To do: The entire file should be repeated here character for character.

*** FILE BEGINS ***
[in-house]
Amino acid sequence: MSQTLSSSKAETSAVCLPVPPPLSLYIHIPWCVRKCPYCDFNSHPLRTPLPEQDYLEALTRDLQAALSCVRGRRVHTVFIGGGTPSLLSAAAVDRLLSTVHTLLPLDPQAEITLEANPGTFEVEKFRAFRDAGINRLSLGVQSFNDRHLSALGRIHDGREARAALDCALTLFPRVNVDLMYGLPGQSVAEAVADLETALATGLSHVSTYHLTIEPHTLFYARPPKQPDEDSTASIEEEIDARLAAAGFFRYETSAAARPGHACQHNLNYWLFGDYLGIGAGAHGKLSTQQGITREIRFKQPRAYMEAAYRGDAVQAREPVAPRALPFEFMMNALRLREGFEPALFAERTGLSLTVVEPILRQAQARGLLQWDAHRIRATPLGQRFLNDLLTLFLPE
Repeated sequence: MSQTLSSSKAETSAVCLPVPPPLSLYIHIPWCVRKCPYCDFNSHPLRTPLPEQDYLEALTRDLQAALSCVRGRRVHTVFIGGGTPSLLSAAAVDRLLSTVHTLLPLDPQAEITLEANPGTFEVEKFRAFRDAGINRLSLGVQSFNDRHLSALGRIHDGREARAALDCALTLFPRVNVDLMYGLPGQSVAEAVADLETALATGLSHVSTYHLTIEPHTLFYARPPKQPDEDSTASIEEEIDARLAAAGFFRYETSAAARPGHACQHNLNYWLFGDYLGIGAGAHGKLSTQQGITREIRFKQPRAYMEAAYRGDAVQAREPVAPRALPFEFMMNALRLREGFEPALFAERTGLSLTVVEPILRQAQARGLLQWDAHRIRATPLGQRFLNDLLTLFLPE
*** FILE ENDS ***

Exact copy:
[in-house]
Amino acid sequence: MSQTLSSSKAETSAVCLPVPPPLSLYIHIPWCVRKCPYCDFNSHPLRTPLPEQDYLEALTRDLQAALSCVRGRRVHTVFIGGGTPSLLSAAAVDRLLSTVHTLLPLDPQAEITLEANPGTFEVEKFRAFRDAGINRLSLGVQSFNDRHLSALGRIHDGREARAALDCALTLFPRVNVDLMYGLPGQSVAEAVADLETALATGLSHVSTYHLTIEPHTLFYARPPKQPDEDSTASIEEEIDARLAAAGFFRYETSAAARPGHACQHNLNYWLFGDYLGIGAGAHGKLSTQQGITREIRFKQPRAYMEAAYRGDAVQAREPVAPRALPFEFMMNALRLREGFEPALFAERTGLSLTVVEPILRQAQARGLLQWDAHRIRATPLGQRFLNDLLTLFLPE
Repeated sequence: MSQTLSSSKAETSAVCLPVPPPLSLYIHIPWCVRKCPYCDFNSHPLRTPLPEQDYLEALTRDLQAALSCVRGRRVHTVFIGGGTPSLLSAAAVDRLLSTVHTLLPLDPQAEITLEANPGTFEVEKFRAFRDAGINRLSLGVQSFNDRHLSALGRIHDGREARAALDCALTLFPRVNVDLMYGLPGQSVAEAVADLETALATGLSHVSTYHLTIEPHTLFYARPPKQPDEDSTASIEEEIDARLAAAGFFRYETSAAARPGHACQHNLNYWLFGDYLGIGAGAHGKLSTQQGITREIRFKQPRAYMEAAYRGDAVQAREPVAPRALPFEFMMNALRLREGFEPALFAERTGLSLTVVEPILRQAQARGLLQWDAHRIRATPLGQRFLNDLLTLFLPE